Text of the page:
Courts made sure that men in uniform have rights too | Daily News

Courts made sure that men in uniform have rights too

Soldiers are not spared unfair extensions of services, etc., even though there are strict laws against desertion of post, etc.

A soldier – at the height of the war, though that was incidental – petitioned the Court of Appeal for a grant of a writ of certiorari quashing a military communication, effectively extending his time in the Army.

He had joined the Sri Lanka Army on May 24, 1988 as a soldier and had served as a Nursing Assistant till 1992. Thereafter he followed a Nursing Course for a period of three years. Prior to following the Nursing Course, the petitioner signed a bond to serve for five years after the completion of the Course, as is customary. He completed the nursing course on October 15, 1995.

The petitioner opted to resign from the Army in the year 2001, but found that his services were extended until 2001. Subsequently, he wrote to the First Respondent, the Army Commander, reminding him of his desire to resign but received no response. However, in 2001 he received a letter from the First Respondent stating that he is required to serve until 2003.

This was the last straw as far as the man was concerned, and he came to Court seeking the remedy of certiorari as stated above. Justice Sripavan in his judgement in the above case under review observed:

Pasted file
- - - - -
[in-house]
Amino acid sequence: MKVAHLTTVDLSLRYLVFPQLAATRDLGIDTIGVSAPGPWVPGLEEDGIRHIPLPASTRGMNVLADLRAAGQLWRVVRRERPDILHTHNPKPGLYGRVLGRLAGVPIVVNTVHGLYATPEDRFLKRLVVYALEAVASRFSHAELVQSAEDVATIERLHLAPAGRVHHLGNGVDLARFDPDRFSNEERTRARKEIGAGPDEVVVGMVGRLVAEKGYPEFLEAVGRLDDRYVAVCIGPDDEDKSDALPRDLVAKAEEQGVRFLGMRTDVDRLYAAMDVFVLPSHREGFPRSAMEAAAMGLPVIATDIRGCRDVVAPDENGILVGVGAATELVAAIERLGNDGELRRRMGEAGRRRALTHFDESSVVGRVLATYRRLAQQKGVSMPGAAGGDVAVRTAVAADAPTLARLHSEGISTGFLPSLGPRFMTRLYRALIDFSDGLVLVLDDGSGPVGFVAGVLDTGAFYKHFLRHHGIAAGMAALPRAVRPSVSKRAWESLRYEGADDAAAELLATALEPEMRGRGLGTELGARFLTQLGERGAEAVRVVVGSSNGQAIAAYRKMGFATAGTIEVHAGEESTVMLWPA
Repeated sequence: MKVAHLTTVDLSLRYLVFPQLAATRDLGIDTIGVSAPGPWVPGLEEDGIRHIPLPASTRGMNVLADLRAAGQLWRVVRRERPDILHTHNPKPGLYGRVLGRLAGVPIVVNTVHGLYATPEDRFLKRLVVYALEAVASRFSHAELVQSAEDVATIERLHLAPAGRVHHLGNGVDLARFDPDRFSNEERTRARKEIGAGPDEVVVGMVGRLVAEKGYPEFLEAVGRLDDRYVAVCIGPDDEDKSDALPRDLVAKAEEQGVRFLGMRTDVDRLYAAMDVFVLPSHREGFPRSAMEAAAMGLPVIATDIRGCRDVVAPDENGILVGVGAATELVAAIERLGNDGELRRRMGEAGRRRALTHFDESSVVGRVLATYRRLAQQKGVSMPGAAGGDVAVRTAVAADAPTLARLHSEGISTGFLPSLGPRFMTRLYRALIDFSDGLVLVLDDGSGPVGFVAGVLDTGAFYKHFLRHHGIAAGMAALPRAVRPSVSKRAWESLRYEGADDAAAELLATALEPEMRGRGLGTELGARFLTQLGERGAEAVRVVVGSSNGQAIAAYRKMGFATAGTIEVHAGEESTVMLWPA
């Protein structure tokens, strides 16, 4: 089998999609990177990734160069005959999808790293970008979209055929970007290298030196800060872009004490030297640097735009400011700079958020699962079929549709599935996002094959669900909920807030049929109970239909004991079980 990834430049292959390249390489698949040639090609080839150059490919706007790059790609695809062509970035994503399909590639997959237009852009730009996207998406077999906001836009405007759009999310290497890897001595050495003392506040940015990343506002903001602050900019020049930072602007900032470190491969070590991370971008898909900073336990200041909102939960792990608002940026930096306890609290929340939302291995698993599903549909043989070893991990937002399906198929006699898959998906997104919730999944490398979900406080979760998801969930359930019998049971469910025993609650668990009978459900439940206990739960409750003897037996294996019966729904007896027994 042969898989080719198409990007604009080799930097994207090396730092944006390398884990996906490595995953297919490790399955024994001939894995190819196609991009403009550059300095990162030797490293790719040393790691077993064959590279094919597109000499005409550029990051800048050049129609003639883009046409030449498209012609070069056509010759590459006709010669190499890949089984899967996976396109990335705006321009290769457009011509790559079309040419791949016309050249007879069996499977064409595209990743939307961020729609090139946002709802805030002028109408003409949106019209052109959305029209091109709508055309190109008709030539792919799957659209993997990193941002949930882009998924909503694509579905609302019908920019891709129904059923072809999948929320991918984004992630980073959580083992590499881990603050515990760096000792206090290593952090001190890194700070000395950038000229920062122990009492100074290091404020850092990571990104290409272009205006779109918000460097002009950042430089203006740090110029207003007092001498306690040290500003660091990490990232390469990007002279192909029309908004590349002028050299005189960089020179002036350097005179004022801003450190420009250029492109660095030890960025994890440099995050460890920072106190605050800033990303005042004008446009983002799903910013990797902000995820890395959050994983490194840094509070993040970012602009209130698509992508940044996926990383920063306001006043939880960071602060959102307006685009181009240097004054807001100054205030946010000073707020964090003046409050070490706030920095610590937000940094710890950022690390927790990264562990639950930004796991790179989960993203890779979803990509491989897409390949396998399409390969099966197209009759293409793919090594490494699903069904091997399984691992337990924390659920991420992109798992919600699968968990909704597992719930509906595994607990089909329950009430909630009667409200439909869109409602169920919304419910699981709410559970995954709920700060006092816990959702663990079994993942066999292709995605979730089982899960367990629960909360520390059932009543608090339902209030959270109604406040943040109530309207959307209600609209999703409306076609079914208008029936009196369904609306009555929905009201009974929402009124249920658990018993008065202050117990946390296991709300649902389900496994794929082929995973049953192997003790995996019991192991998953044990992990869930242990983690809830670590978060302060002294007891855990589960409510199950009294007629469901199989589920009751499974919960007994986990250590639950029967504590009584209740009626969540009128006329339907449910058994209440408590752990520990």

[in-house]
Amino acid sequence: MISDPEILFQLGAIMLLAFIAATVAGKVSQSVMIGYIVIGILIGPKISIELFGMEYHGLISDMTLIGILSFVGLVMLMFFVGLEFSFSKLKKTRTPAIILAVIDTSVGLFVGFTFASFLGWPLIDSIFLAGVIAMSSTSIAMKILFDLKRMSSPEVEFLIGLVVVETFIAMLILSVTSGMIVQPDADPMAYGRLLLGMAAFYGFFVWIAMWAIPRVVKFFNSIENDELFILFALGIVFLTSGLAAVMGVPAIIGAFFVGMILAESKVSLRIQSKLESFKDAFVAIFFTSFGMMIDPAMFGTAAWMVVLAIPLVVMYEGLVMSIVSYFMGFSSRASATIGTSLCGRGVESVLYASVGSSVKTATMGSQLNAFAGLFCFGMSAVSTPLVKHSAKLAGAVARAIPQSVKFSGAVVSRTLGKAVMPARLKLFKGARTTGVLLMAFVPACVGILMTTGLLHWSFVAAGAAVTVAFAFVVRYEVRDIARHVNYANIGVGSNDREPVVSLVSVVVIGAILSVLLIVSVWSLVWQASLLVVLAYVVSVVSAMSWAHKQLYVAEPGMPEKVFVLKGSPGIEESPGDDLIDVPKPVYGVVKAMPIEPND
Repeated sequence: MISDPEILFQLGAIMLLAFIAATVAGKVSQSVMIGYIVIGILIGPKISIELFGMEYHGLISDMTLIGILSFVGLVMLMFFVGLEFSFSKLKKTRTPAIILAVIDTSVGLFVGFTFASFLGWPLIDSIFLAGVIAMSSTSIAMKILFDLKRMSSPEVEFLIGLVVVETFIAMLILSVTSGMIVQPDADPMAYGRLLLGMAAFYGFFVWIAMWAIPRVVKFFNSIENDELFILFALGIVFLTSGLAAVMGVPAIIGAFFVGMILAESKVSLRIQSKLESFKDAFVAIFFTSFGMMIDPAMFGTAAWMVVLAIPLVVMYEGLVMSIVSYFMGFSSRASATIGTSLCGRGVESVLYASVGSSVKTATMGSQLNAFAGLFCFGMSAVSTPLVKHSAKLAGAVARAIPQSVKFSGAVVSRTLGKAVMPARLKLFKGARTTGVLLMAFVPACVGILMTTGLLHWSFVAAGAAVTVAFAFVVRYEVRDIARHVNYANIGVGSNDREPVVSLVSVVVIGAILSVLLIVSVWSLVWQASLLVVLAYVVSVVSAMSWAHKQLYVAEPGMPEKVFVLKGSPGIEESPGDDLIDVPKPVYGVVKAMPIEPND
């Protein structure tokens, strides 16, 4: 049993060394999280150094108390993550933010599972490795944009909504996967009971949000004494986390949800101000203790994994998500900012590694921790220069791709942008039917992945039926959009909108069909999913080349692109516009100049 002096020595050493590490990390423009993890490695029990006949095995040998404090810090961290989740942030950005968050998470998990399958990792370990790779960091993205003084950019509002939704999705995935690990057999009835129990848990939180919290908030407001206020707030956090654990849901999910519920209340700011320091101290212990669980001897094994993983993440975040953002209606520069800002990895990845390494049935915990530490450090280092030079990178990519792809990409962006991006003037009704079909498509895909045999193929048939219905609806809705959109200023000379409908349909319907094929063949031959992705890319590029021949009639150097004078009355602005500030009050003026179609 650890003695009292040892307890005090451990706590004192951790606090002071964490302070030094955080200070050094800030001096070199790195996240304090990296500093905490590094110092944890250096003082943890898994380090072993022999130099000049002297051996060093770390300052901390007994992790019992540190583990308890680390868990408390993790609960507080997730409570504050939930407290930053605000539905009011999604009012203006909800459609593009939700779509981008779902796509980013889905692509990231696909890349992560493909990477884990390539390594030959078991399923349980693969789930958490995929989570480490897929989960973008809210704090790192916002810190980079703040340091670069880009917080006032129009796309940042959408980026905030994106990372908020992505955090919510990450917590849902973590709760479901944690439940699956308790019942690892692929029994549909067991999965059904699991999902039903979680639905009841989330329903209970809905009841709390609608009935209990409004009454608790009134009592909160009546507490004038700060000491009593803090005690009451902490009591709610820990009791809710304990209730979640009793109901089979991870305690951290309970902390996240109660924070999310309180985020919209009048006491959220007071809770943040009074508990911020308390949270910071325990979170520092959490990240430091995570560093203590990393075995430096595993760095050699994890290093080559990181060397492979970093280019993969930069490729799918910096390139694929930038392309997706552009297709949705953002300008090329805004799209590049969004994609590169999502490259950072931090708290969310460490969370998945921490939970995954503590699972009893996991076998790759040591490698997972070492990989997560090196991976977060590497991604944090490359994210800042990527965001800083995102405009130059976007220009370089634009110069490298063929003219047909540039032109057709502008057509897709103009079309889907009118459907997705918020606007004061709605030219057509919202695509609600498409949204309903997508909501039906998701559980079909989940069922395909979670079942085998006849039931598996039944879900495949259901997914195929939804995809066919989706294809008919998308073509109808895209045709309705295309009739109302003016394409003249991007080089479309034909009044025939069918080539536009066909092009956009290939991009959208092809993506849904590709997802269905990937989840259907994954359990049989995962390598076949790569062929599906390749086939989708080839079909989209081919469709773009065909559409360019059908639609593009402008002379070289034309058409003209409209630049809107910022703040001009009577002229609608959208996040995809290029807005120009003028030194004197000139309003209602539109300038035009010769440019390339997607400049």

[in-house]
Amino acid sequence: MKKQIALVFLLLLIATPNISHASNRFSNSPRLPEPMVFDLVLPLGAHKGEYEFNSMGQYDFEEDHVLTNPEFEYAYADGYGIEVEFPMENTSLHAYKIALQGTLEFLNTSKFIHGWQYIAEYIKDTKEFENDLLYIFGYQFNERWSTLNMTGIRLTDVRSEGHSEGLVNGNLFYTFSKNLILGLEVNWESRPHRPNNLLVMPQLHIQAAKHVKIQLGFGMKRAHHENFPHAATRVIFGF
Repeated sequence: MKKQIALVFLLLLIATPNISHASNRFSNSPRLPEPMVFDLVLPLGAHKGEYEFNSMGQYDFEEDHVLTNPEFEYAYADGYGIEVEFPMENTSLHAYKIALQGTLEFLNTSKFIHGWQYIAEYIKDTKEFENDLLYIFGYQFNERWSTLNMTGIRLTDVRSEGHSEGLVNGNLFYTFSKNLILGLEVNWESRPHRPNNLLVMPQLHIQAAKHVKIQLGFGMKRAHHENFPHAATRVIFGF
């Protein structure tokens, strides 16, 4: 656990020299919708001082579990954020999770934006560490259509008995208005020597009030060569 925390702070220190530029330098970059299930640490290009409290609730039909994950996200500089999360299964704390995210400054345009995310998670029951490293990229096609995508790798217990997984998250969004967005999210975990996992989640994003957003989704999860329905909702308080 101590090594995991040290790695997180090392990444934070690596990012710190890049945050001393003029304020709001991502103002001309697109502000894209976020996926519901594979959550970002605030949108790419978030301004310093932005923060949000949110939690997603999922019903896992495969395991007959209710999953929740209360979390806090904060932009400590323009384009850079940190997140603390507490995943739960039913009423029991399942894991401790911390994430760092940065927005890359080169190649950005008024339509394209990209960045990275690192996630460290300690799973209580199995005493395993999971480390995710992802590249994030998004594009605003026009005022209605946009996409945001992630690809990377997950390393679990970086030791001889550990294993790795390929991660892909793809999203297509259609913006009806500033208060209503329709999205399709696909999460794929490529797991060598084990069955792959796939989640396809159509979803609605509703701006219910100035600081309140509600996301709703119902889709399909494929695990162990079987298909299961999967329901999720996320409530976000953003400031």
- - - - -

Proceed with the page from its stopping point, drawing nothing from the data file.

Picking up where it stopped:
“In terms of clause 2 of the Soldiers Service Regulations No. 1 of 1994 the period of original enlistment of a soldier is 12 years of which he shall serve the first five years in the Regular Force and the remaining seven years in the Reserve unless otherwise ordered by the Commander of the Army. However, clause 3 of the said Regulation provides for a re-engagement of a soldier for a further period of military service in the Regular Force, not exceeding 12 years subject to the proviso referred to in the said clause.”

The Solicitor General making submissions stated that the petitioner’s extension of service had been reviewed and approved by the President.

Sripavan J observed: “I am unable to agree with the submissions made by the learned Deputy Solicitor General. Section 20 of the Army Act reads as follows: ‘Where the time at which a soldier is entitled to be discharged from the Army occurs during the period when the whole or any part of the Army is on active service, the President may by order prolong the service of that soldier in the Army for such period.”

The Court, duly considered the following three issues considering the terms of the above section:

(i)The whole or any part of the Army must be on active service

(ii) A decision has to be taken by the President whether the prolongation of the service of that soldier is required; and

(iii) If so, the President must decide the duration of the period to which such prolongation can be made.

The judgement eventually did not mince any words: